Spiking Should Only Happen In Football And Volletyball- How To Know If Your Protein Is Actually Protein And Not Just Garbage
If you’ve been living under the impression that all proteins contain what the labels say they do, you’re sorely mistaken. Protein manufacturers are, by and large, less trustworthy than toothless Russians selling handguns in Moscovite back alleys. The problem for them is that there is less margin in protein than there is in gasoline, so they either have to cut corners and sell a crappy product or they have to sell an incredible amount of volume. Only large companies with deep pockets can afford to go the volume route, which is why companies like Optimum Nutrition can make (generally) affordable proteins that meet their labels claims. Too often, however, smaller, less-known companies try to compete on price point and have to lie on their labels to make a profit. This became even more of an issue when Pepsi bought the rights to sell a crappy knockoff of Muscle Milk in vending machines (check dem labels, bro), and then the Chinese decided a couple of years later to buy up the majority of the world’s extant protein supply in some bizarre scheme that is ostensibly intended simply to deny the West the protein we require to continue our domination of the Olympics.
It’s certainly not going into Li Keqian’s personal reserve.
Frankly, I couldn’t give a good goddamn what killed the margins on protein. I have a very deep and personal vendetta against a couple of companies for screwing me by spiking their proteins, and I will happily stuff my fist down supplement company owners’ throat for robbing me blind for years if I ever get the opportunity to meet them face to face. If you’re unaware of the practice of adding nitrogenated amino acids to raise the listed protein content of your favorite protein powder, here’s the deal- there are a couple of amino acids, namely glycine and taurine, that are used to “spike” protein. According to Scott Welch of Muscle Insider,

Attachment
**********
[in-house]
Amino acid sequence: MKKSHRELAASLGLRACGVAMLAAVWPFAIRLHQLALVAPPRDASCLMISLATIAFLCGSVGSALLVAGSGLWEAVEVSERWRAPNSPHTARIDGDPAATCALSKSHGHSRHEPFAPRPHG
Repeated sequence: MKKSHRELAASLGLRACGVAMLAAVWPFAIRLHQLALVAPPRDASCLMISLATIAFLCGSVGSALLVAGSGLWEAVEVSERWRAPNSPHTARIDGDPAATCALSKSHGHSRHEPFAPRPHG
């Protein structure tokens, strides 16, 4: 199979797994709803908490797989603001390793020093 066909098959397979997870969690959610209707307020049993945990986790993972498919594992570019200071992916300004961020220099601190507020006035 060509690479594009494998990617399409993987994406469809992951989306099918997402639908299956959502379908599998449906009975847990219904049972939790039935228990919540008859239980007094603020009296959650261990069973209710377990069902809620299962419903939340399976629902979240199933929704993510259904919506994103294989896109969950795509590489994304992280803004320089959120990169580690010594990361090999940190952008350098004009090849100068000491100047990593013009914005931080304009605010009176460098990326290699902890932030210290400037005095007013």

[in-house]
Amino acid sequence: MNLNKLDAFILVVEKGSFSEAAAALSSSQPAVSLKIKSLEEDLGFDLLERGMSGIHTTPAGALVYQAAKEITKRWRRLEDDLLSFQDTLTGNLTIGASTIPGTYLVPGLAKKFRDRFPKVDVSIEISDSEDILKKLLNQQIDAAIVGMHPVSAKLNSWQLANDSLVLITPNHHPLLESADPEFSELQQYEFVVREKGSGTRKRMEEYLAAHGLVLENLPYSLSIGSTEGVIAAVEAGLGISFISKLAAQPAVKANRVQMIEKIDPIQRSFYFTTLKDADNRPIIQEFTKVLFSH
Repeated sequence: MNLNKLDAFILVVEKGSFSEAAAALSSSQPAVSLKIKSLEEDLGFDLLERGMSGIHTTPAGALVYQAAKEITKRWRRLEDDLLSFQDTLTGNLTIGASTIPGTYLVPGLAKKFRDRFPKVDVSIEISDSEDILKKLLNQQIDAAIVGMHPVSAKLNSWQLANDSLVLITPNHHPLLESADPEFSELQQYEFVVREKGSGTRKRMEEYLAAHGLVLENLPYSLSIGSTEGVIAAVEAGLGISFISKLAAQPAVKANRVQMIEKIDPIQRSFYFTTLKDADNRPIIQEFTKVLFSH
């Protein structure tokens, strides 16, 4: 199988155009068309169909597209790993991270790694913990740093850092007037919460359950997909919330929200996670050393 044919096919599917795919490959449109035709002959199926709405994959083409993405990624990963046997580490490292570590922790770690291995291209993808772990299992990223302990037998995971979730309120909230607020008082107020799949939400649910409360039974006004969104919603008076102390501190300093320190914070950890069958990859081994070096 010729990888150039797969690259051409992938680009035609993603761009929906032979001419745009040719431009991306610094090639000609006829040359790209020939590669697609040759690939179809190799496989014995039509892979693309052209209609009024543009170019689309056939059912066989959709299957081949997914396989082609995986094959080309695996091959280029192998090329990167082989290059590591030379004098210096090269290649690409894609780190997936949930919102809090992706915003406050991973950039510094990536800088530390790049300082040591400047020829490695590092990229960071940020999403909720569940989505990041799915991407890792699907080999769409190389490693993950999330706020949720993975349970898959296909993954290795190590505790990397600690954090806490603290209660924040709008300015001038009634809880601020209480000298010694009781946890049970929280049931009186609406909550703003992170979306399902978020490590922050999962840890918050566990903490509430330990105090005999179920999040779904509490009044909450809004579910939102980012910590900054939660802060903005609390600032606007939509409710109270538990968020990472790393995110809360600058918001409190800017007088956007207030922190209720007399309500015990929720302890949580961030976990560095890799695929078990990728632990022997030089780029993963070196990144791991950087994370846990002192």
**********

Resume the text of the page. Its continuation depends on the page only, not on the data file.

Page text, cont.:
“Protein spiking is where a protein manufacturer adds amino acids that are cheaper than the base protein powder it’s actually selling in order to increase the product’s nitrogen content. When this is done, the company is able to lower the cost of goods. A basic test for total nitrogen is often used to quantify the amount of protein per serving, and this test can be cheated by using cheap amino acids to spike the nitrogen content. The problem is that the inclusion of odd amino acids usually has nothing to do with increasing the performance of the whole protein itself, and it usually makes key ratios such as BCAA content go down, which is a total rip-off. If a protein powder (usually whey isolate) is so cheap as to seem too good to be true, check to see if certain aminos such as taurine and glycine are sky-high. If they are, you could be using a protein that’s been spiked. Also look for white specks in the protein powder (easy to see in chocolate). These specks are usually the amino acids that were added to the protein to offset the cost and raise the perceived protein content”(Welch).
After news of this sheisty practice broke on the web, one Redditor took it upon himself to use his access to a lab to independently assay proteins to determine how much of their label claims were being met. The results were rather unpleasant, and are available here. Thereafter, a company called Labdoor conducted similar analyses and showed pretty conclusively that there is no direct correlation between quality and price. Crappy, right? One would think that guys who supported lifting would actually provide products that would do so, but I guess I’m just weird in that I would rather fellate a hot motocycle exhaust pipe with syphilitic blood while letting the rider do a burnout on my groin than have my name associated with a crappy product. Apparently, certain bodybuilding luminaries doesn’t share my opinion, because they were quite comfortable with being thieving pieces of garbage… at least until they got caught. In any event, here’s Labdoor’s (somewhat deated, but still useful) assay of popular proteins:
Now, you have a but more knowledge in your supplement spank bank with which to make your purchases. A good rule of thumb is that if your shaker doesn’t smell like a rotting corpse stuffed with dogcrap and rotten eggs if you leave it unwashed at room temperature for a day, the “protein” you’re using isn’t protein at all.
Go forth and fill thyselves with the protonz. And so you know, Chaos and Pain has never, and will never pull that sort of nonsense on our fans. We’re her because of you guys, and we will never screw you by selling a bunk product. Cannibal Kraken is 100% drool-inducing delicious, and 100% legit.
Welch, Scott. Protein Spiking. Muscle Insider. Web. 9 Jul 2013. http://muscle-insider.com/content/protein-spiking